Insufficient sleep appears to affect the body’s ability to regulate blood sugar, increasing the risk of metabolic conditions like diabetes. Specifically, sleep duration and quality have emerged as predictors of levels of Hemoglobin A1c, an important marker of blood sugar control. Research has found that people tend to consume more calories and carbohydrates when they do not get enough sleep, which is just one of several ways that poor sleep may be tied to obesity and problems maintaining a healthy weight.

Workplace Impact and Safety Concerns

Lack of sleep or poor sleep results in unplanned absences from work that cost the U.S. economy an estimated $44.6 billion each year. 7% of adults nap every day. 81% of adults have taken a nap of 10 minutes or longer in the past three months. Additionally, drowsy driving is responsible for more than 6,000 fatal car crashes every year in the United States.

The Japanese phenomenon of “karoshi” means “death brought on by extreme sleep deprivation”. Most cases of karoshi involved acute cardiovascular events. Likewise in the United States, a recent National Sleep Foundation poll found that many Americans have long-term sleep deprivation. Sleep loss is a common condition in modern society, with evidence showing that people are sleeping on average only 6.8 hr per night, 1.5 hr less than a century ago.

The Cost of Constant Connection

Our modern lifestyle throws in another challenge: ever-present electronic devices. The glow from our screens, especially in the evenings, can meddle with our body’s internal sleep-wake cycle or circadian rhythm. This tech-induced insomnia isn’t just an adult’s game. Adolescents, often glued to their devices, face heightened risks from this disrupted sleep, such as potential weight gain, frequent bouts of depression, anxiety, and difficulty maintaining focus.

As you can see, electronic devices can have a major negative impact on sleep quality and quantity. It is important to limit the use of electronic devices before bedtime to promote healthy sleep habits. Understanding our sleep patterns, challenges, and the significance of sleep quality is very important for our quality of life and our overall health.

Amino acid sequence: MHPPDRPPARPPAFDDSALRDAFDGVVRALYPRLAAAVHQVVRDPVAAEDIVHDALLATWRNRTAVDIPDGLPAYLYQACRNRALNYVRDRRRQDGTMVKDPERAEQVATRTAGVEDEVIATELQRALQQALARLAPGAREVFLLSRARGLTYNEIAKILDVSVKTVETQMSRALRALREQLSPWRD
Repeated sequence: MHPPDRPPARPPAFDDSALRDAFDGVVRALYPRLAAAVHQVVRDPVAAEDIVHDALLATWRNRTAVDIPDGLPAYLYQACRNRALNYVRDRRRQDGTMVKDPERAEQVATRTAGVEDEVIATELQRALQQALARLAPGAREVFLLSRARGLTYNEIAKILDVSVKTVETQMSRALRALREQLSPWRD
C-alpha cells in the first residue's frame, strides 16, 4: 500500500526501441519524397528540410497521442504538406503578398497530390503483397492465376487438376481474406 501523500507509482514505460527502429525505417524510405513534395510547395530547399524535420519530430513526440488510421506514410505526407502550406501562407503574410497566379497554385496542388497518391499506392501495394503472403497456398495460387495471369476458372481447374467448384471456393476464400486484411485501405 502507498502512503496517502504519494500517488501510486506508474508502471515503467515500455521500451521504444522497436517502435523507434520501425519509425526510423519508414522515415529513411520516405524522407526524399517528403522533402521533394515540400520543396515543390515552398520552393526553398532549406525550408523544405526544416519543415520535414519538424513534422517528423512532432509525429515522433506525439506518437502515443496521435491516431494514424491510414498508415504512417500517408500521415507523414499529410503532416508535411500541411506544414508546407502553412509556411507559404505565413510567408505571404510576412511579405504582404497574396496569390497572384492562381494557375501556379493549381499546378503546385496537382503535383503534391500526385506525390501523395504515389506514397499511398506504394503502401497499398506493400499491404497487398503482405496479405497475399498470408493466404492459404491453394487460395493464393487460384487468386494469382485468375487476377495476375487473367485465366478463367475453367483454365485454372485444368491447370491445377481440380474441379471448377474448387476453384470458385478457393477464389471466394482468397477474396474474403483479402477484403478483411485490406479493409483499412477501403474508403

Common Solutions to the Sleep Problem

Given the massive problems related to lack of sleep, it is no surprise that we have tried to solve them in many ways.

“Sleep Hygiene” and Other Lifestyle Changes

Sleep hygiene is defined as a set of behavioral and environmental recommendations intended to promote sleep, and was originally developed for use in the treatment of mild to moderate insomnia. The most common sleep hygiene recommendations are creating a relaxing and regular bedtime routine, avoiding stimulants before bed, regular exercise, and reducing stress.

The most commonly reported activities before bed don’t follow the best sleep hygiene recommendations. Source: SleepFoundation.org

Unfortunately, research has shown that sleep hygiene alone may not always be enough to help individuals with insomnia or other sleep disorders. Additionally, it’s important to acknowledge the intricate relationship between behavioral habits and environmental factors when evaluating sleep hygiene. Alterations in a single aspect of sleep hygiene can inadvertently influence other habits. For instance, cutting out caffeine can lead to heightened stress and a reduction in physical activity, potentially having a negative effect on sleep quality. Conversely, minimizing daytime napping can cause an uptick in caffeine consumption to fend off daytime drowsiness.